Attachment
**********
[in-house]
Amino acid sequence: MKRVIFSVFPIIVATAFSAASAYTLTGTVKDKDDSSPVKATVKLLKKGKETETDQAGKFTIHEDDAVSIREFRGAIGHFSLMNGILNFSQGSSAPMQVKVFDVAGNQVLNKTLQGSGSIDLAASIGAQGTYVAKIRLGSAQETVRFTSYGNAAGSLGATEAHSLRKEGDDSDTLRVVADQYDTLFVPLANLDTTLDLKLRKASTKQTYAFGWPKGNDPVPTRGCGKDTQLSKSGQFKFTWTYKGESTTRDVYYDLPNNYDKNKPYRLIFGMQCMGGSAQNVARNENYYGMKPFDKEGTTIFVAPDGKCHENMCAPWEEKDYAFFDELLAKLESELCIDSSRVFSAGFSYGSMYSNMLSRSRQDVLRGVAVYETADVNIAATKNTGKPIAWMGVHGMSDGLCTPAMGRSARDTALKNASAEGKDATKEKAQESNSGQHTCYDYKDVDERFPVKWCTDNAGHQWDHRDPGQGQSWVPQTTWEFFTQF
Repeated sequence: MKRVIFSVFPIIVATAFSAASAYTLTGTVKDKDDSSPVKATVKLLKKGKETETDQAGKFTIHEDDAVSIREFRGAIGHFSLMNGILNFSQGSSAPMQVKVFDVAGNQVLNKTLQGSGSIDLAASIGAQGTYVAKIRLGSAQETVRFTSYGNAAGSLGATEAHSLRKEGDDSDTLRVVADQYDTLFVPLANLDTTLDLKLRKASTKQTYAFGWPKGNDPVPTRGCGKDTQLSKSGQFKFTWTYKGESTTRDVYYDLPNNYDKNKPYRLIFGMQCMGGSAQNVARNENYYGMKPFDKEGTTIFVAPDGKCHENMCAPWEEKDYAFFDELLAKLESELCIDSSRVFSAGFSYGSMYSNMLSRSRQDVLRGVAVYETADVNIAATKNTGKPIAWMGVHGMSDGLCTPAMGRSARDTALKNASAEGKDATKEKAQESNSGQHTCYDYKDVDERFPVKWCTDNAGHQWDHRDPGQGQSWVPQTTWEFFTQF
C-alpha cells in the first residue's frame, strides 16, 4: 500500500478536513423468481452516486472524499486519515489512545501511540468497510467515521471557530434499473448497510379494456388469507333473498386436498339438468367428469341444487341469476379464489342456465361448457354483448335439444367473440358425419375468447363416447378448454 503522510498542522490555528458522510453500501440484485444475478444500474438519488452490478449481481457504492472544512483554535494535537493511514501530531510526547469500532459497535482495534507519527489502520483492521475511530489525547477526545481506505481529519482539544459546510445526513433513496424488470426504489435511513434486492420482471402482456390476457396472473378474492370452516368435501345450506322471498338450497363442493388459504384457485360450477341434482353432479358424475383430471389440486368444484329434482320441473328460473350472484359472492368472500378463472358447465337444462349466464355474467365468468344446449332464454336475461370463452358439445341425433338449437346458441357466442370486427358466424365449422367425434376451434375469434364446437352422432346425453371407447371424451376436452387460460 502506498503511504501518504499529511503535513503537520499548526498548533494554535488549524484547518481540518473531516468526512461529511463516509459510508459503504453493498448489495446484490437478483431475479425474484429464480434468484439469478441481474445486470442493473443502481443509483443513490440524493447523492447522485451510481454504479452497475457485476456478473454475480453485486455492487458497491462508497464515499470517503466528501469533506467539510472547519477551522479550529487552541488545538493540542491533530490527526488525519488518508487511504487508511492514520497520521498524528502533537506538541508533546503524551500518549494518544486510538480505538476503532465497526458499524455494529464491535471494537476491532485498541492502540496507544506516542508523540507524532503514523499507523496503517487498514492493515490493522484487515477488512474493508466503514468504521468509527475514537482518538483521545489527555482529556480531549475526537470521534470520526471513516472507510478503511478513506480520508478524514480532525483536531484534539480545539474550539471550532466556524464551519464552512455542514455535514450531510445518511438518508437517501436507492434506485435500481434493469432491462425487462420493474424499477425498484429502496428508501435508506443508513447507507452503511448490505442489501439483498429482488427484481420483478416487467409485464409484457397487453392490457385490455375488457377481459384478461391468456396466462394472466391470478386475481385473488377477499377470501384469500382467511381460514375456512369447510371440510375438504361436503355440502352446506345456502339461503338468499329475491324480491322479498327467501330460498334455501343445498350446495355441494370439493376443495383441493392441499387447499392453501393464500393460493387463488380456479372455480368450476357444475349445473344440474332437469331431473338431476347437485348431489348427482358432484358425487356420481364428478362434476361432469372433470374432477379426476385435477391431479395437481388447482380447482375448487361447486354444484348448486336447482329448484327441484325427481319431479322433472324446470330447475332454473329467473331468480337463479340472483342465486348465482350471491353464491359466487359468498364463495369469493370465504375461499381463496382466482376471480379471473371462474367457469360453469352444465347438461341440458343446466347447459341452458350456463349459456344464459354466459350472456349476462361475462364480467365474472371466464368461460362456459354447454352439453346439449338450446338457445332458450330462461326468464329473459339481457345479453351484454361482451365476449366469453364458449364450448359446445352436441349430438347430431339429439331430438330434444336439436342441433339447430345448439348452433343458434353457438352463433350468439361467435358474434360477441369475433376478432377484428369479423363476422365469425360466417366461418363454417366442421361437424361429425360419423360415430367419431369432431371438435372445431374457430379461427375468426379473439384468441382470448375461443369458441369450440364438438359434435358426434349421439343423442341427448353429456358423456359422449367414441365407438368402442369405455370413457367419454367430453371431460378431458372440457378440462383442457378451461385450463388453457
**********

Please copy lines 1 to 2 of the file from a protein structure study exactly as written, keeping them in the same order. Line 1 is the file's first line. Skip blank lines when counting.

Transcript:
[in-house]
Amino acid sequence: MKRVIFSVFPIIVATAFSAASAYTLTGTVKDKDDSSPVKATVKLLKKGKETETDQAGKFTIHEDDAVSIREFRGAIGHFSLMNGILNFSQGSSAPMQVKVFDVAGNQVLNKTLQGSGSIDLAASIGAQGTYVAKIRLGSAQETVRFTSYGNAAGSLGATEAHSLRKEGDDSDTLRVVADQYDTLFVPLANLDTTLDLKLRKASTKQTYAFGWPKGNDPVPTRGCGKDTQLSKSGQFKFTWTYKGESTTRDVYYDLPNNYDKNKPYRLIFGMQCMGGSAQNVARNENYYGMKPFDKEGTTIFVAPDGKCHENMCAPWEEKDYAFFDELLAKLESELCIDSSRVFSAGFSYGSMYSNMLSRSRQDVLRGVAVYETADVNIAATKNTGKPIAWMGVHGMSDGLCTPAMGRSARDTALKNASAEGKDATKEKAQESNSGQHTCYDYKDVDERFPVKWCTDNAGHQWDHRDPGQGQSWVPQTTWEFFTQF